From PBS Newshour:
It was a nice spring day in 1999 — my second semester of teaching. I was walking past a campus tour group and saw one of my students leading it. The timing couldn’t have been more perfect: as I was passing them, a parent asked if all university faculty were full time. “Yes,” my student said. I was taken aback, because I’d told my classes about being adjunct, as well as a bit about what “adjunct” meant and how many of us there were in the English department alone teaching freshman writing.
The next day, I pulled him aside after class and asked him about it. “I’m not mad at you; I’m just curious: Your class knows I’m a graduate student, not a full-time professor with tenure. I don’t even have my doctorate yet. Why did you tell that parent all university faculty were full time?”
“That’s what the university wants us to say to parents,” he replied.
This is one of many moments in my career I’d like to revisit with the knowledge and dedication to activism I have now. Granted, things have improved a bit since then: another former student told me in 2013 that tour guides tell parents the school employs a variety of professors, and that some of them teach at other schools. This is slightly better, but still not ideal at a school whose tuition is among the highest in the country — yet whose senior administrators receive CEO-level compensation.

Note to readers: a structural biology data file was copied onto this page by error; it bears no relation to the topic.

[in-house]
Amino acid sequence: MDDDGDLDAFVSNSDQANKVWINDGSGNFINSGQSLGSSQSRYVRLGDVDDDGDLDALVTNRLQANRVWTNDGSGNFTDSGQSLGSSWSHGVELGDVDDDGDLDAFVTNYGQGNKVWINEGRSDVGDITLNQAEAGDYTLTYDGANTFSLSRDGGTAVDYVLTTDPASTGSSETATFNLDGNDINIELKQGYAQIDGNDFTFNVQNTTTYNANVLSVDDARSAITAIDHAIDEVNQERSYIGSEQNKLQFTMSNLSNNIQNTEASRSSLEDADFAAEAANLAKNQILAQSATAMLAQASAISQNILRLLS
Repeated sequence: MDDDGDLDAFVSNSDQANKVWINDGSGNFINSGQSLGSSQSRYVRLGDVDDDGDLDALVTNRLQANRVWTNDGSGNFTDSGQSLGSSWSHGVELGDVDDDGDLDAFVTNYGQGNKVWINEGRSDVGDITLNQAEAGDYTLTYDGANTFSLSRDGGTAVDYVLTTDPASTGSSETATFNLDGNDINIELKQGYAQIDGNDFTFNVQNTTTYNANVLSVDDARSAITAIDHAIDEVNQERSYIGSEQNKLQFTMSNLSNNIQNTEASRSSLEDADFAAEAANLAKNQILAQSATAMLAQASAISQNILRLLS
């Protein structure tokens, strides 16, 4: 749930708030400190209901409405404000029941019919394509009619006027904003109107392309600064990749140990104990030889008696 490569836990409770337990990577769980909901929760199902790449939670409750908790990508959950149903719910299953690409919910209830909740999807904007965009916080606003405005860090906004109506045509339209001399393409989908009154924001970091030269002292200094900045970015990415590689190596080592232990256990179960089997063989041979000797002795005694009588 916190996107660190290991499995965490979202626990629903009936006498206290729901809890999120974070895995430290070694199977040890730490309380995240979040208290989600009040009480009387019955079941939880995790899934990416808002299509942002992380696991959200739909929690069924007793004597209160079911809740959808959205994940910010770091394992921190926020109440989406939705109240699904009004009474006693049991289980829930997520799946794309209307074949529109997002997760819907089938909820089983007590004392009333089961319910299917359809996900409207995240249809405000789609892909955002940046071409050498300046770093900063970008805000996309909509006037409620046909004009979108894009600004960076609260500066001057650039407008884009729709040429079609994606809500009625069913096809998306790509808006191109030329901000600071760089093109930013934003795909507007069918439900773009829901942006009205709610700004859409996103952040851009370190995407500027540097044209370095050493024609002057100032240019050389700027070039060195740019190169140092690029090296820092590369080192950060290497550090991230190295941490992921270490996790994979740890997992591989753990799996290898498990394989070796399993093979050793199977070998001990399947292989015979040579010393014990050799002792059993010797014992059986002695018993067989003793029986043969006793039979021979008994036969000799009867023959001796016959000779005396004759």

I’d love to visit as many colleges as possible during spring tours and back-to-school move-in time. Fifteen years of adjuncting — six as a Ph.D. student, nine as a scholar and hopeful jobseeker — has given me a lot of rich, sometimes troubling experiences that I’d want to share with parents and students. I wish, for example, a parent was with me that time I was in the elevator with my department chair, who quasi-complained about having to teach one class in a semester when I had four first-year writing courses across two schools. (To be clear: I’m not questioning how much work and how many demands chairs have. I’m questioning the myopia of this person’s comment.) “I guess I shouldn’t complain about this to you,” the chair said. “Yes, but it’s fine,” I said. “I manage, and I’m gaining good experience.”
Had some parents been with me, I could’ve added this: “Maybe you can explain to them why the university thinks it’s good to give students — especially freshmen — a string of part-time professors who may be teaching at other schools to make ends meet. Can you or one of the provosts meet with their children while I’m teaching somewhere else to approach a livable wage?” At the time, I was playing nice because I’d hoped (naively) that I could move up the ranks in the department to a full-time position. Perhaps I should’ve damned the torpedoes and just spoken my mind. Playing nice rarely helps adjuncts move up at any school.